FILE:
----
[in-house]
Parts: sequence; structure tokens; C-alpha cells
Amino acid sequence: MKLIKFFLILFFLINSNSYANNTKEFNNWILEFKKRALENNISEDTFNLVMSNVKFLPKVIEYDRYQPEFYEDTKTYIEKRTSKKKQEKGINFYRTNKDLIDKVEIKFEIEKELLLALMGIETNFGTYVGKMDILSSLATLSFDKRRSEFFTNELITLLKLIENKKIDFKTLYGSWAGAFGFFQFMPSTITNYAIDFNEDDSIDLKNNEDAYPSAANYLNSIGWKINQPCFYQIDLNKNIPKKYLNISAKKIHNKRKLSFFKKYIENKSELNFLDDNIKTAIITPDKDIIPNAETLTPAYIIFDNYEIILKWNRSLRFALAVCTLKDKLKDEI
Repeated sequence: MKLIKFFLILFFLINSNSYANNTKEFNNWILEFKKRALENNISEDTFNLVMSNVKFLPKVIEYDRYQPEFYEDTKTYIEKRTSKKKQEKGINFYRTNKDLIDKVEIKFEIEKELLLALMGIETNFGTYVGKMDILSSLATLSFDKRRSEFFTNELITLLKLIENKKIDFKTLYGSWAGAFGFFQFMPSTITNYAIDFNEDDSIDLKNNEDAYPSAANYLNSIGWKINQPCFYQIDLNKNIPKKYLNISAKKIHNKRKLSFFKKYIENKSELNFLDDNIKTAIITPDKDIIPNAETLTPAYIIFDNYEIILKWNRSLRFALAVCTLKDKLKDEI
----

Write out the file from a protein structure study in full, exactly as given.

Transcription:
[in-house]
Parts: sequence; structure tokens; C-alpha cells
Amino acid sequence: MKLIKFFLILFFLINSNSYANNTKEFNNWILEFKKRALENNISEDTFNLVMSNVKFLPKVIEYDRYQPEFYEDTKTYIEKRTSKKKQEKGINFYRTNKDLIDKVEIKFEIEKELLLALMGIETNFGTYVGKMDILSSLATLSFDKRRSEFFTNELITLLKLIENKKIDFKTLYGSWAGAFGFFQFMPSTITNYAIDFNEDDSIDLKNNEDAYPSAANYLNSIGWKINQPCFYQIDLNKNIPKKYLNISAKKIHNKRKLSFFKKYIENKSELNFLDDNIKTAIITPDKDIIPNAETLTPAYIIFDNYEIILKWNRSLRFALAVCTLKDKLKDEI
Repeated sequence: MKLIKFFLILFFLINSNSYANNTKEFNNWILEFKKRALENNISEDTFNLVMSNVKFLPKVIEYDRYQPEFYEDTKTYIEKRTSKKKQEKGINFYRTNKDLIDKVEIKFEIEKELLLALMGIETNFGTYVGKMDILSSLATLSFDKRRSEFFTNELITLLKLIENKKIDFKTLYGSWAGAFGFFQFMPSTITNYAIDFNEDDSIDLKNNEDAYPSAANYLNSIGWKINQPCFYQIDLNKNIPKKYLNISAKKIHNKRKLSFFKKYIENKSELNFLDDNIKTAIITPDKDIIPNAETLTPAYIIFDNYEIILKWNRSLRFALAVCTLKDKLKDEI